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The Roman Forum is right next to the Agora and better preserved, so we swung by there for a quick walk-through on our way out of the area. The gate pictured below is called the Gate of Athena Archegetis and serves as the primary entrance to the forum, built in 11 BC by Julius Caesar and Augustus and dedicated – you guessed it! – to Athena.

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By this point, it was late afternoon and we were totally exhausted from walking around all day, so we relaxed at another cafe for a bit…

nescafe with milk and sugar on the left, tea on the right

nescafe with milk and sugar on the left, tea on the right

…and then walked back to the hotel for a little down time before dinner.

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Side note: graffiti is literally everywhere in Athens.

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After an hour or so at the hotel, we decided to go to a restaurant called Mani-Mani, recommended by both Trip Advisor and our guide book.

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The restaurant has a Greek and American inspired menu, and we ordered several dishes to share: a bean dip (sort of like hummus!), a salad with Greek cream cheese (which tasted a lot like creamy goat cheese to me) and figs, and a fish dish served with spinach and some sort of root vegetable puree.

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By the end of the meal, it was late so we headed straight back to the hotel to get some sleep. The next morning we slept in a little bit and met some friends to visit the Jewish Museum in Athens.

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The group we met up with are fellow Americans in Jerusalem for the year (including our good friend, Avi, from college!), and we were all on the same return flight to Tel Aviv.

The 4 nights in Greece flew by, but when I got back to Jerusalem it also felt as though I had been gone forever…funny how vacations work!

Other Greece posts

1. Getting There
2. Hydra: arrival and Mistral Hotel
3. Hydra: exploring
4. Hydra: food
5. Athens: arrival and Acropolis

Athens: arrival and Acropolis

We left Hydra on Sunday at about noon and just over an hour later we were arriving to Piraeus Port…ready to start the Athens segment of the trip!

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We took the metro from the port to our hotel which was near the Omonia metro stop. This hotel was definitely a different flavor from Mistral Hotel on Hydra.

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The name says it all.

But, the rooms were clean, the lobby was nice, the receptionists were very friendly, and breakfast was included. So, nothing to complain about. 🙂

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After dropping our stuff off at the room, we headed out right away to start seeing the sights. Unlike the total sense of relaxation on Hydra, Athens came with a certain feeling of pressure to ‘get stuff done.’ With so many famous places and museums, we wanted to make the most of our two days. On the way to the Acropolis, we walked through Monastiraki Square – one of the main shopping and pedestrian areas in Athens.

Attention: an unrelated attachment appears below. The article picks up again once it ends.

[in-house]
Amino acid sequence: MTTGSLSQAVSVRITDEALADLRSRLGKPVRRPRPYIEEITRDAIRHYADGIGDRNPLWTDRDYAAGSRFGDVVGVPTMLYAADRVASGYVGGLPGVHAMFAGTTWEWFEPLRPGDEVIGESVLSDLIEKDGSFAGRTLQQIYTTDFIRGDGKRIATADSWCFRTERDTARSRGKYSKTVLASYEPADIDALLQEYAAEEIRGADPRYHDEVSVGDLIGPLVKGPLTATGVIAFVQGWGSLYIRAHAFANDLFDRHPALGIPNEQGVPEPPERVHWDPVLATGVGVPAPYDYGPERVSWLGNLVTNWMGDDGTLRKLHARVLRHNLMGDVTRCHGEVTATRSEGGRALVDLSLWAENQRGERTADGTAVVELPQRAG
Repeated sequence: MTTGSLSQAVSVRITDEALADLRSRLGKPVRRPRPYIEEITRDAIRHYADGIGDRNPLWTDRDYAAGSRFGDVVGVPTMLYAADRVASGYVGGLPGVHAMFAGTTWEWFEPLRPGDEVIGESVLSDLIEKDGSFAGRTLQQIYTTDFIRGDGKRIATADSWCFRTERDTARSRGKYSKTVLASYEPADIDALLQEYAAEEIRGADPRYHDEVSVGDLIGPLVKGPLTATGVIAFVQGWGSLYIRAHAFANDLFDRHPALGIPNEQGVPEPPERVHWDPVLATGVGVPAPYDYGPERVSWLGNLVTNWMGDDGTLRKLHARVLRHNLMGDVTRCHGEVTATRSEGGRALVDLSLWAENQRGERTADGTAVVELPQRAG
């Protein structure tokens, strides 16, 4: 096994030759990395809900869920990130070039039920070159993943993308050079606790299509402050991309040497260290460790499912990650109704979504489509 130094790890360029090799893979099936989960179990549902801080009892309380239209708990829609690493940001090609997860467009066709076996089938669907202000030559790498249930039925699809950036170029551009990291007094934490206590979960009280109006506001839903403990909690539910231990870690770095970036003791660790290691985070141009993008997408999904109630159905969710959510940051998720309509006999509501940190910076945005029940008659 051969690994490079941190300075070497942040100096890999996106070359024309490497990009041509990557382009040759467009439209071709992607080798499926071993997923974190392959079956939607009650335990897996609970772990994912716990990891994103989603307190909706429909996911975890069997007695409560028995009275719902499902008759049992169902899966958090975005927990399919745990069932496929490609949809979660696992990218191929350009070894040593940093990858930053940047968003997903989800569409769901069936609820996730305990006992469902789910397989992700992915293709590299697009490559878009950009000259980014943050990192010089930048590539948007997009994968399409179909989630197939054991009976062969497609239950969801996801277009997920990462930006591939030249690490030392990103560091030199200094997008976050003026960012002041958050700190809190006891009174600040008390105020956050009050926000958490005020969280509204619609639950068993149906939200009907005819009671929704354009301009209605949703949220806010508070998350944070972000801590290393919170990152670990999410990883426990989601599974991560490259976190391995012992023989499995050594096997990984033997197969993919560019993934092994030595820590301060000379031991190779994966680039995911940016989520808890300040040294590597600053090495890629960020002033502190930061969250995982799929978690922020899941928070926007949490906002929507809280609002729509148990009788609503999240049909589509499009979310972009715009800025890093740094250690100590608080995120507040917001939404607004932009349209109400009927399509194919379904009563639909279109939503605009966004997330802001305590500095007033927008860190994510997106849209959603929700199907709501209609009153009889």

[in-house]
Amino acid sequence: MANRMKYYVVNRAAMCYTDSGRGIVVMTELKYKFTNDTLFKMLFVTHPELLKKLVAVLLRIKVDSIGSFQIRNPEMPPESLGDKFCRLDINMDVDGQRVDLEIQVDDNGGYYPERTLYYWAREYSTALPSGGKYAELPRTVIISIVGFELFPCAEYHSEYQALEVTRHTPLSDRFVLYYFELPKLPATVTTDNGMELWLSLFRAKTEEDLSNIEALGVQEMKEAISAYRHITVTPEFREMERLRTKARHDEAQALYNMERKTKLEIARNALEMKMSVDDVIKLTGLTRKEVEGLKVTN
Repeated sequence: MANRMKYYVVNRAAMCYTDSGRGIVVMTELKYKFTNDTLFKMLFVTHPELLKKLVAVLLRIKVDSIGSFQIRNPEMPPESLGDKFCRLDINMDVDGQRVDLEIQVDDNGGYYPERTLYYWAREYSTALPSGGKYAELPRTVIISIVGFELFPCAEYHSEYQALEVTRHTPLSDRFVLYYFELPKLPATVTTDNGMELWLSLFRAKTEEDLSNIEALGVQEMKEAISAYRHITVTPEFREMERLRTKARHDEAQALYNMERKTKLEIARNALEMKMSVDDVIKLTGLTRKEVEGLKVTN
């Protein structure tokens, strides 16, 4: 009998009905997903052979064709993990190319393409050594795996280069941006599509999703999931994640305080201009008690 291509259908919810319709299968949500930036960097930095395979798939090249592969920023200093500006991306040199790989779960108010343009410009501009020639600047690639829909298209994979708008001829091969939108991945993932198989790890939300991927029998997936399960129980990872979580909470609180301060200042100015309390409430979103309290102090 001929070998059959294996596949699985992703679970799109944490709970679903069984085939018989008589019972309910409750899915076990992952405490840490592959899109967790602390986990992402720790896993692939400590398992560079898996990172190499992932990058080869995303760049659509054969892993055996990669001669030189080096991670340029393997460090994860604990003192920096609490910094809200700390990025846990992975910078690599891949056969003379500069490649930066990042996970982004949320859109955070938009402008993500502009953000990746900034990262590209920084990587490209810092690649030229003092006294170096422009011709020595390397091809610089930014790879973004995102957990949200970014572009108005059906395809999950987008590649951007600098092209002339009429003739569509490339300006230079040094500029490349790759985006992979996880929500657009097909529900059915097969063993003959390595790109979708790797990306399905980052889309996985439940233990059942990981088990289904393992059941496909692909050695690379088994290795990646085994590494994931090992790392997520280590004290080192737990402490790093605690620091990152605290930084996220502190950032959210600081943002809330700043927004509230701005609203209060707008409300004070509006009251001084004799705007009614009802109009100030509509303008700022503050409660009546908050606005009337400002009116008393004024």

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At the square, we grabbed sandwiches at Everest, a Greek sandwich chain.

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With restored energy from the food, we continued on our way towards the Acropolis:

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The Acropolis sits on a hill at the highest part of Athens. Due to its height, Acropolis Rock, sometimes called the “Sacred Rock,” was used for sacred purposes since neolithic times. The ancient Greeks built several temples on Acropolis Rock, most of them honoring the city’s namesake, the goddess Athena. The temples built here continue to appear incredible and majestic, and the architectural designs found at the Acropolis have played a big role on architecture within the Western world. To enter the Acropolis, we climbed the hill, snaked through a park, and finally approached the front entrance, called the Propylaia:

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Since the Acropolis sits on such a high point of the city, there are some pretty incredible views looking down…

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…including a neat view of the Temple of Olympian Zeus:

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We especially enjoyed spotting Lykavittos Hill which we planned to go up later that day:

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After entering the main area of the Acropolis, we headed straight to the Parthenon.

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The Parthenon served as a temple to the goddess Athena, and in ancient times a huge gold statue of Athena was housed inside. The sheer size of the temple and columns were really impressive to see. There’s currently a restoration project going on, hence some of the scaffolding you can see in the pictures.